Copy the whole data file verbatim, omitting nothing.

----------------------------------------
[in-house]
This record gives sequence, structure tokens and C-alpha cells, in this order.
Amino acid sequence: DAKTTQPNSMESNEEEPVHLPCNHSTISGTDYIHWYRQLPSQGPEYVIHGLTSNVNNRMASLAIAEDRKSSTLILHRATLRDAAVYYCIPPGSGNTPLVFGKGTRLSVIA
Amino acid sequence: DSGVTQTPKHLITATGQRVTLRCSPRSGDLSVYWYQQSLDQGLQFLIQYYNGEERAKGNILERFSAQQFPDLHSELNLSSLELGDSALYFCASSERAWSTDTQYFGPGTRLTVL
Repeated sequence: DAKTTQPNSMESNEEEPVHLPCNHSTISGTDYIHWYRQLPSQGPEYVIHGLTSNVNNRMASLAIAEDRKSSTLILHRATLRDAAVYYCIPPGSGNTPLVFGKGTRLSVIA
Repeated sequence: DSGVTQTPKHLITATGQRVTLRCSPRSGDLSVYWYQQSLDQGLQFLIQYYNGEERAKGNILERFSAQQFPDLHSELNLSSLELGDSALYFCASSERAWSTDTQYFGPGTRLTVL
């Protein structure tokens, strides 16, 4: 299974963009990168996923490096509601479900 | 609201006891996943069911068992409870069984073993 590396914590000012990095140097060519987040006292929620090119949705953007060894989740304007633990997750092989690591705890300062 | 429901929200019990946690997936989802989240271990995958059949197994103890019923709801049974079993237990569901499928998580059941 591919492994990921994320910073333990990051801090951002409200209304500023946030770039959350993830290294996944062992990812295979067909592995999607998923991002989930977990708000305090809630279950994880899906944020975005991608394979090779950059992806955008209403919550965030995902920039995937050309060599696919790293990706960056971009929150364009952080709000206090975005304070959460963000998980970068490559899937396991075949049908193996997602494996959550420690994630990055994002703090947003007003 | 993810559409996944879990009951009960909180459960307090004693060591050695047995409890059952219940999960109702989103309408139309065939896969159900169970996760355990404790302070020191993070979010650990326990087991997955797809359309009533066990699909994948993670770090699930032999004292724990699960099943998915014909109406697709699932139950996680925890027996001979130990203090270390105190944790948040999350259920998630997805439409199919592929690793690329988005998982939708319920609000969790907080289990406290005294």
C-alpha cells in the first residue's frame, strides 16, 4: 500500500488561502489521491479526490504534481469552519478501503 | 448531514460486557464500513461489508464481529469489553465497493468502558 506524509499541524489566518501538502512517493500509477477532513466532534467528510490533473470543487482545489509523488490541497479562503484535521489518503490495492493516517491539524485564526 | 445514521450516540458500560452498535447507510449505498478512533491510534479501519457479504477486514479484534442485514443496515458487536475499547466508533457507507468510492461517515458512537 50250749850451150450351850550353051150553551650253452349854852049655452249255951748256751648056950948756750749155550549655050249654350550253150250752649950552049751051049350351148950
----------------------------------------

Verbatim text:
[in-house]
This record gives sequence, structure tokens and C-alpha cells, in this order.
Amino acid sequence: DAKTTQPNSMESNEEEPVHLPCNHSTISGTDYIHWYRQLPSQGPEYVIHGLTSNVNNRMASLAIAEDRKSSTLILHRATLRDAAVYYCIPPGSGNTPLVFGKGTRLSVIA
Amino acid sequence: DSGVTQTPKHLITATGQRVTLRCSPRSGDLSVYWYQQSLDQGLQFLIQYYNGEERAKGNILERFSAQQFPDLHSELNLSSLELGDSALYFCASSERAWSTDTQYFGPGTRLTVL
Repeated sequence: DAKTTQPNSMESNEEEPVHLPCNHSTISGTDYIHWYRQLPSQGPEYVIHGLTSNVNNRMASLAIAEDRKSSTLILHRATLRDAAVYYCIPPGSGNTPLVFGKGTRLSVIA
Repeated sequence: DSGVTQTPKHLITATGQRVTLRCSPRSGDLSVYWYQQSLDQGLQFLIQYYNGEERAKGNILERFSAQQFPDLHSELNLSSLELGDSALYFCASSERAWSTDTQYFGPGTRLTVL
């Protein structure tokens, strides 16, 4: 299974963009990168996923490096509601479900 | 609201006891996943069911068992409870069984073993 590396914590000012990095140097060519987040006292929620090119949705953007060894989740304007633990997750092989690591705890300062 | 429901929200019990946690997936989802989240271990995958059949197994103890019923709801049974079993237990569901499928998580059941 591919492994990921994320910073333990990051801090951002409200209304500023946030770039959350993830290294996944062992990812295979067909592995999607998923991002989930977990708000305090809630279950994880899906944020975005991608394979090779950059992806955008209403919550965030995902920039995937050309060599696919790293990706960056971009929150364009952080709000206090975005304070959460963000998980970068490559899937396991075949049908193996997602494996959550420690994630990055994002703090947003007003 | 993810559409996944879990009951009960909180459960307090004693060591050695047995409890059952219940999960109702989103309408139309065939896969159900169970996760355990404790302070020191993070979010650990326990087991997955797809359309009533066990699909994948993670770090699930032999004292724990699960099943998915014909109406697709699932139950996680925890027996001979130990203090270390105190944790948040999350259920998630997805439409199919592929690793690329988005998982939708319920609000969790907080289990406290005294």
C-alpha cells in the first residue's frame, strides 16, 4: 500500500488561502489521491479526490504534481469552519478501503 | 448531514460486557464500513461489508464481529469489553465497493468502558 506524509499541524489566518501538502512517493500509477477532513466532534467528510490533473470543487482545489509523488490541497479562503484535521489518503490495492493516517491539524485564526 | 445514521450516540458500560452498535447507510449505498478512533491510534479501519457479504477486514479484534442485514443496515458487536475499547466508533457507507468510492461517515458512537 50250749850451150450351850550353051150553551650253452349854852049655452249255951748256751648056950948756750749155550549655050249654350550253150250752649950552049751051049350351148950